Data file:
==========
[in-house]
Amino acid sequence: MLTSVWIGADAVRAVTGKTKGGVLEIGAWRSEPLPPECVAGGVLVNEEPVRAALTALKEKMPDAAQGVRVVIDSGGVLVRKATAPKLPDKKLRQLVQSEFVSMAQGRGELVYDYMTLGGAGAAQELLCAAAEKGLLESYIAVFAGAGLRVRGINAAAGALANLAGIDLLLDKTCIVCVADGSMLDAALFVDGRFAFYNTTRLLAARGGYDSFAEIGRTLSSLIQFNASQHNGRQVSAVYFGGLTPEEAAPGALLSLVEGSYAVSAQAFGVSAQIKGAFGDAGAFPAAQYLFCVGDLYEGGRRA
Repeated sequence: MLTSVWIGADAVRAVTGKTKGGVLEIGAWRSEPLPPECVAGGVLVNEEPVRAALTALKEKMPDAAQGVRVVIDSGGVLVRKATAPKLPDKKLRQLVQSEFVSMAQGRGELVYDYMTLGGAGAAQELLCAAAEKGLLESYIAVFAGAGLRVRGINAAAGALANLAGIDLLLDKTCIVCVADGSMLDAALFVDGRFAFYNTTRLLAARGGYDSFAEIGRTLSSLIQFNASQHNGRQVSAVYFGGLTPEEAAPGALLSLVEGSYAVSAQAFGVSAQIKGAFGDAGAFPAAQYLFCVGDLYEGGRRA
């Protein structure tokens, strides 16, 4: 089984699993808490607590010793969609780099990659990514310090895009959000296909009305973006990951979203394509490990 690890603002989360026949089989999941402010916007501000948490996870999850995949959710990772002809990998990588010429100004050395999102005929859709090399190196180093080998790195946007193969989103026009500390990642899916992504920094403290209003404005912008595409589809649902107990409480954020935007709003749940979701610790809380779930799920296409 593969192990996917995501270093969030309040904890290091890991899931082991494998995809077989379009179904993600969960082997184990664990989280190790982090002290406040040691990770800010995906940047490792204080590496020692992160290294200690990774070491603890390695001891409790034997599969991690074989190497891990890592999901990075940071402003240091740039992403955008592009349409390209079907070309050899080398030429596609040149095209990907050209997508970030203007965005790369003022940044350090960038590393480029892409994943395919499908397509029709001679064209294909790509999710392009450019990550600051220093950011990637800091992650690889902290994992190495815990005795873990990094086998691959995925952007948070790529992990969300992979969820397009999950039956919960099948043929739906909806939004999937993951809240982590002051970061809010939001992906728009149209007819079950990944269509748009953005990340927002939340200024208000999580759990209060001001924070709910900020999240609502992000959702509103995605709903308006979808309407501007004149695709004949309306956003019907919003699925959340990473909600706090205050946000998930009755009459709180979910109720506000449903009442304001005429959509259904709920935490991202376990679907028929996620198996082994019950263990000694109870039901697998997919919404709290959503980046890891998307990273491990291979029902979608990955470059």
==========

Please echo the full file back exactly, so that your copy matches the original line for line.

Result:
[in-house]
Amino acid sequence: MLTSVWIGADAVRAVTGKTKGGVLEIGAWRSEPLPPECVAGGVLVNEEPVRAALTALKEKMPDAAQGVRVVIDSGGVLVRKATAPKLPDKKLRQLVQSEFVSMAQGRGELVYDYMTLGGAGAAQELLCAAAEKGLLESYIAVFAGAGLRVRGINAAAGALANLAGIDLLLDKTCIVCVADGSMLDAALFVDGRFAFYNTTRLLAARGGYDSFAEIGRTLSSLIQFNASQHNGRQVSAVYFGGLTPEEAAPGALLSLVEGSYAVSAQAFGVSAQIKGAFGDAGAFPAAQYLFCVGDLYEGGRRA
Repeated sequence: MLTSVWIGADAVRAVTGKTKGGVLEIGAWRSEPLPPECVAGGVLVNEEPVRAALTALKEKMPDAAQGVRVVIDSGGVLVRKATAPKLPDKKLRQLVQSEFVSMAQGRGELVYDYMTLGGAGAAQELLCAAAEKGLLESYIAVFAGAGLRVRGINAAAGALANLAGIDLLLDKTCIVCVADGSMLDAALFVDGRFAFYNTTRLLAARGGYDSFAEIGRTLSSLIQFNASQHNGRQVSAVYFGGLTPEEAAPGALLSLVEGSYAVSAQAFGVSAQIKGAFGDAGAFPAAQYLFCVGDLYEGGRRA
């Protein structure tokens, strides 16, 4: 089984699993808490607590010793969609780099990659990514310090895009959000296909009305973006990951979203394509490990 690890603002989360026949089989999941402010916007501000948490996870999850995949959710990772002809990998990588010429100004050395999102005929859709090399190196180093080998790195946007193969989103026009500390990642899916992504920094403290209003404005912008595409589809649902107990409480954020935007709003749940979701610790809380779930799920296409 593969192990996917995501270093969030309040904890290091890991899931082991494998995809077989379009179904993600969960082997184990664990989280190790982090002290406040040691990770800010995906940047490792204080590496020692992160290294200690990774070491603890390695001891409790034997599969991690074989190497891990890592999901990075940071402003240091740039992403955008592009349409390209079907070309050899080398030429596609040149095209990907050209997508970030203007965005790369003022940044350090960038590393480029892409994943395919499908397509029709001679064209294909790509999710392009450019990550600051220093950011990637800091992650690889902290994992190495815990005795873990990094086998691959995925952007948070790529992990969300992979969820397009999950039956919960099948043929739906909806939004999937993951809240982590002051970061809010939001992906728009149209007819079950990944269509748009953005990340927002939340200024208000999580759990209060001001924070709910900020999240609502992000959702509103995605709903308006979808309407501007004149695709004949309306956003019907919003699925959340990473909600706090205050946000998930009755009459709180979910109720506000449903009442304001005429959509259904709920935490991202376990679907028929996620198996082994019950263990000694109870039901697998997919919404709290959503980046890891998307990273491990291979029902979608990955470059």